This is the basis of training for multiclass models. In this case the representation of the pattern classes in model M1 remain unchanged. For every class index of model M2 a new class index is created and appended to model M1. The following diagram illustrates the operation:
This operation is carried out by the ShapeFinder API function ConcatenateSF. A simple method to train a model for the characters '0', '1', '2', ... '9' would thus proceed as follows:
The function CreateRSymmetricSF also uses the concatenation function in a more complicated way to create a rotation invariant model as shown in section "Rotation Symmetry".
This method can be used to make the model more robust and is equivalent to the addition of accumulators. From M1 and M2 it creates a model collecting all the features of both without the creation of new class indices for the previous members of M2. The following diagram illustrates the operation:
This is carried out with the ShapeFinder API function MergeSF. An important example is the case of partial contrast reversal. The ShapeFinder API contains a function CreateContrastReversedSF, which given an input model for some kind of pattern, constructs a model capable of recognizing the negative pattern.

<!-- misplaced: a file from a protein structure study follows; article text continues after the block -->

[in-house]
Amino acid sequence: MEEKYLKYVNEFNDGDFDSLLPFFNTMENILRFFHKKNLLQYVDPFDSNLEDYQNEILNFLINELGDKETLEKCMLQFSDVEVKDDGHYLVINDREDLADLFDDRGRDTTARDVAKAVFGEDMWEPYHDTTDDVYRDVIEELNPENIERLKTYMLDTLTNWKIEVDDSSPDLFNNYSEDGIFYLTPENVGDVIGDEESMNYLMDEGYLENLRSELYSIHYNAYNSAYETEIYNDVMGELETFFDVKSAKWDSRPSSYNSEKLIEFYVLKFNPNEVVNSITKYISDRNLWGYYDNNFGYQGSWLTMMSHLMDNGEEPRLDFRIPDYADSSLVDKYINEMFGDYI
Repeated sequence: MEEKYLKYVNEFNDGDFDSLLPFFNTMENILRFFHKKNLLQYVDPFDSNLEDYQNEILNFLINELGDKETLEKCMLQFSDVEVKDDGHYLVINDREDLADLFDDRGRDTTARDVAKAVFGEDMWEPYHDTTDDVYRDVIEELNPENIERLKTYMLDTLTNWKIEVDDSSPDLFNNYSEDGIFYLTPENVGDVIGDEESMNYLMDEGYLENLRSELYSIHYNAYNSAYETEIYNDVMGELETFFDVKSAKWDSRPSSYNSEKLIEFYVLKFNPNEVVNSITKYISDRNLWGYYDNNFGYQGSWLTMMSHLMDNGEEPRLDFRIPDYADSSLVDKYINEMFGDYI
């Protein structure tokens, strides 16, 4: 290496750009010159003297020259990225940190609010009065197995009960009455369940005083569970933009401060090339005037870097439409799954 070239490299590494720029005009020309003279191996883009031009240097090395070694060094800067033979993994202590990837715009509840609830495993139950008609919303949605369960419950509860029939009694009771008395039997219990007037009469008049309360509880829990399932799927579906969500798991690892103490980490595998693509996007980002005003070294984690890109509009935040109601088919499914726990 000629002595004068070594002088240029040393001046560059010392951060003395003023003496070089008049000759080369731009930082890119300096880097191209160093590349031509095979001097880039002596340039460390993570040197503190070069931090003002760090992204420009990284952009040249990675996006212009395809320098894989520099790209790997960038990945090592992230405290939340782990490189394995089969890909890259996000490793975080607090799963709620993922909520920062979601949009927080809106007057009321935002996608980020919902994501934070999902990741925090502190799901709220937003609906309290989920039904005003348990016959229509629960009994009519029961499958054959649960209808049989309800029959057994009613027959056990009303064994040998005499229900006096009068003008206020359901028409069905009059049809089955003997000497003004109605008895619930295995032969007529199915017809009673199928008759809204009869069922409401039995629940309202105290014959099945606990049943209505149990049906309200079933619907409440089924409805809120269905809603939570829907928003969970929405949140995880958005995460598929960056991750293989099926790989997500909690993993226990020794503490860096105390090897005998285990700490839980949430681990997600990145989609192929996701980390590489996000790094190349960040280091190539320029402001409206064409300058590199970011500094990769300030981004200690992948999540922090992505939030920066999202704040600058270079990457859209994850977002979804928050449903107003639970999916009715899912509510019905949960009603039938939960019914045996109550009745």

There is no great magic to this function: A negative image just has gradients rotated by 180°, so all CreateContrastReversedSF needs to do is to add 128 (modulo 256) to all α's in the input list. It now happens frequently in applications, that an image acquired from a shiny surface suffers from partial contrast reversal: The image is positive in one area and negative in another, the problem can even divide a moderately extended pattern. With ShapeFinder you can solve this problem by:
An equivalent but more time and memory consuming result would be obtained by using ConcatenateSF on the two models and adding the two accumulators A0 and A1 after every search.
In cases where the ideal form of a pattern is not available in images, ShapeFinder allows the definition of models in terms some elementary graphic operations, the drawing of line segments. Circles, the conceptual starting point for the 'classical' generalized Hough transformation are also supported.
The model creation primitives described below would not be very useful if it wasn't possible to geometrically translate primitives using the API function CreateTranslatedSF and to combine them using the function MergeSF described above.
The function CreateTranslatedSF simply adds a specified two dimensional offset to all the dx, dy in the model, essentially effecting a change in pattern origin.
In section 'Graphics' we will show an example, how a model for a rectangle of specified dimensions can be created.